In the course of explaining to Boso why God must have created man in a state of righteousness, Anselm (Cur deus homo) analyzes rational nature. Rationality is a power of discrimination (potestatem discernendi), and particularly a power of moral discrimination: It distinguishes right and wrong (iustum et iniustum), good and evil (bonum et malum) and also between the greater and lesser good (maius . . . minus). Reason is the capacity to distinguish the evils that should be hated from the goods that should be loved, and to distinguish between the lesser goods that should be loved less and the greatest good that should be loved and chosen for its own sake (summum bonum super omnia amaret et eligeret). Rationality guides attachments (to goods that are to be loved) and avoidances (of evils that are to be hated).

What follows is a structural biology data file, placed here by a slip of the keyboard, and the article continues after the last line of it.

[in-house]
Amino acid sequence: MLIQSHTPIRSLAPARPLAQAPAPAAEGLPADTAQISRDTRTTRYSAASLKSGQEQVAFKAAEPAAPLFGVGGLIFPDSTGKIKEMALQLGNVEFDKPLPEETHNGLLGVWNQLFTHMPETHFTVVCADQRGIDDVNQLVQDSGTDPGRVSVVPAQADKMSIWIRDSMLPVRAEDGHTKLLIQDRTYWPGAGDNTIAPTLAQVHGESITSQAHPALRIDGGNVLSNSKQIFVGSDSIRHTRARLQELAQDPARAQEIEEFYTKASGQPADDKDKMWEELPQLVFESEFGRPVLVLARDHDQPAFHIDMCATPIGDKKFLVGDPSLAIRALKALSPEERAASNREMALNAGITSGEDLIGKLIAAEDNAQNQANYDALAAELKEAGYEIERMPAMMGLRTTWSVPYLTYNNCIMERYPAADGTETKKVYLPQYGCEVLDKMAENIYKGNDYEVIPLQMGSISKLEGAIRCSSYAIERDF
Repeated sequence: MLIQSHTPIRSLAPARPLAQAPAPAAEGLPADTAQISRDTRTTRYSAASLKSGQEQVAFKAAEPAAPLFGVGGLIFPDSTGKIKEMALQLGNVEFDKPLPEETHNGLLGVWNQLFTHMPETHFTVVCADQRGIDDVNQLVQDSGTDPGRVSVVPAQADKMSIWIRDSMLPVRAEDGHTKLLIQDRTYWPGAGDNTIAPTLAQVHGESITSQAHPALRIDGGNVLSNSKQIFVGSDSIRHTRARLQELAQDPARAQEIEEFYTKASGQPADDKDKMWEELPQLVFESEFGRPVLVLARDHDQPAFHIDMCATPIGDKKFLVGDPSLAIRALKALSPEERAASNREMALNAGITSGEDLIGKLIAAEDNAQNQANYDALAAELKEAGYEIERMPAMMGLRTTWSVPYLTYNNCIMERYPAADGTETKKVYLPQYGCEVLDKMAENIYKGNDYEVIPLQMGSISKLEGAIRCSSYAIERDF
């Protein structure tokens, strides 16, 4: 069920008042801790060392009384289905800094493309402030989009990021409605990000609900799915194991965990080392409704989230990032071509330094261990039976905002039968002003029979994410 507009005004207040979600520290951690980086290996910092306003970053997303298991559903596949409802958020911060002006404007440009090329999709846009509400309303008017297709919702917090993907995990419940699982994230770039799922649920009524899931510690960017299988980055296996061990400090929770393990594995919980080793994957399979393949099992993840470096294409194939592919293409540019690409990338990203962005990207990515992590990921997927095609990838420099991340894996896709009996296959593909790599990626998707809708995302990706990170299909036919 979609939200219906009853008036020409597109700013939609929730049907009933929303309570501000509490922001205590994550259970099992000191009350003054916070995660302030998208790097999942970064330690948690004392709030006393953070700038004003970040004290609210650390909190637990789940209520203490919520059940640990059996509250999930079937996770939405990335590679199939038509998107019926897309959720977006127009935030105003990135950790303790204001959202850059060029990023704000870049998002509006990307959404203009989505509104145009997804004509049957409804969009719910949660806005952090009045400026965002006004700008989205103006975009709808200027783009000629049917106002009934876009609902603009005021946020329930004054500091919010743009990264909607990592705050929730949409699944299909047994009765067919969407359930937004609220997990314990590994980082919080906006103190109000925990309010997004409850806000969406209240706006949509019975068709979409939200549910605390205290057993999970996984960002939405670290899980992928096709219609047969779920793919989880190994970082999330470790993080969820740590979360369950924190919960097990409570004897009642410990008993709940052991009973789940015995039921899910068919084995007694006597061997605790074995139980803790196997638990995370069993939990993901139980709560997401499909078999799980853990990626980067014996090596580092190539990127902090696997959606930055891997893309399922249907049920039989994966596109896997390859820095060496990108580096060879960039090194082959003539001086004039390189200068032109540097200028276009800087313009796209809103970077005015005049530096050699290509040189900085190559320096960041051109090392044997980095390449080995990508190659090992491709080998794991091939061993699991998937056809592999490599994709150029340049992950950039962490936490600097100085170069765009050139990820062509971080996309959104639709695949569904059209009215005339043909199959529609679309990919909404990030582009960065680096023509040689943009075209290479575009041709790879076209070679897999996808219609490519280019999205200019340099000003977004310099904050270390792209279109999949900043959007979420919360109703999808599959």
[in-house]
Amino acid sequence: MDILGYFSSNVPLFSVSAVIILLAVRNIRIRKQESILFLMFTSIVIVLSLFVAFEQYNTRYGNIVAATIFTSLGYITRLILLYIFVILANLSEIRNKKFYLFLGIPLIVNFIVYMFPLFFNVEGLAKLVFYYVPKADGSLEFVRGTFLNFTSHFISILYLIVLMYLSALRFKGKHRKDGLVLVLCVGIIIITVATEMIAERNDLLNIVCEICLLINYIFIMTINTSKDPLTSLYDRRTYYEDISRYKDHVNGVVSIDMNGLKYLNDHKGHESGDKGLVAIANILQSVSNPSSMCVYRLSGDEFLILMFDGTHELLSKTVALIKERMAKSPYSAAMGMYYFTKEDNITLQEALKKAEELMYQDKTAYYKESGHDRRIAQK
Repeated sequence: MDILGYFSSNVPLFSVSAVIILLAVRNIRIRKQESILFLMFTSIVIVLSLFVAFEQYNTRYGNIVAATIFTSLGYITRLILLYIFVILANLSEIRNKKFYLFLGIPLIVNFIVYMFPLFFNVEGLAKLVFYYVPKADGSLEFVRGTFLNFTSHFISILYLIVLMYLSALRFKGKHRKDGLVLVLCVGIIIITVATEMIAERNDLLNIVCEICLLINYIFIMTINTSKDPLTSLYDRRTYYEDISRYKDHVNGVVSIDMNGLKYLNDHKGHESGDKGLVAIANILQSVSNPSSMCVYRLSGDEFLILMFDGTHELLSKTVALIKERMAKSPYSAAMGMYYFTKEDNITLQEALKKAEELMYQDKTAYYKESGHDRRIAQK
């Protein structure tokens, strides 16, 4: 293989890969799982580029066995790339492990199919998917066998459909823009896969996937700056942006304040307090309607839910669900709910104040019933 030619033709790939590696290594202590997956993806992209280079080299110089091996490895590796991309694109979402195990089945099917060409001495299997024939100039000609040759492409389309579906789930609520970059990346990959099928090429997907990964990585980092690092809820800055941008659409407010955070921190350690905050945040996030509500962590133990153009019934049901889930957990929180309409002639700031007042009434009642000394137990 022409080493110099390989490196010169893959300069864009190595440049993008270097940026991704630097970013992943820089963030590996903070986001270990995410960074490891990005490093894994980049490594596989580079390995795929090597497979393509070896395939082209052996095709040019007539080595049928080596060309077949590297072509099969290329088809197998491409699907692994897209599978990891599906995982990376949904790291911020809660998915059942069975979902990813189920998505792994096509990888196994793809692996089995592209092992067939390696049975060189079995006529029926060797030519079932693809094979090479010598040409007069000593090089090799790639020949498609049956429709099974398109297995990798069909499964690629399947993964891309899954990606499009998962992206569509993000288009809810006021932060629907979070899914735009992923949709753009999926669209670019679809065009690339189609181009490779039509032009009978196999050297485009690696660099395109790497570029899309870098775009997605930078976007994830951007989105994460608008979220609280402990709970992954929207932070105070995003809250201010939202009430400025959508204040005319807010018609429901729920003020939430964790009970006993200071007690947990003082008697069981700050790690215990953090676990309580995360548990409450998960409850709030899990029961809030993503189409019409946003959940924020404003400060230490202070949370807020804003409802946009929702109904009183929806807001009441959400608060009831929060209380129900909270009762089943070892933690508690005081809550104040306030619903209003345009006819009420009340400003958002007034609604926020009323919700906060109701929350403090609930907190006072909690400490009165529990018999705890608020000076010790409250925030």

Rationality is not linked primarily to deduction, induction, or any other logical procedure. It is a power of judgment, evaluation, and assessment, and it is in service of the choices and loves of the will. Once again there are aesthetic resonances to Anselm’s argument, as reason verges close to aesthetic sense and is construed as something like “moral taste.”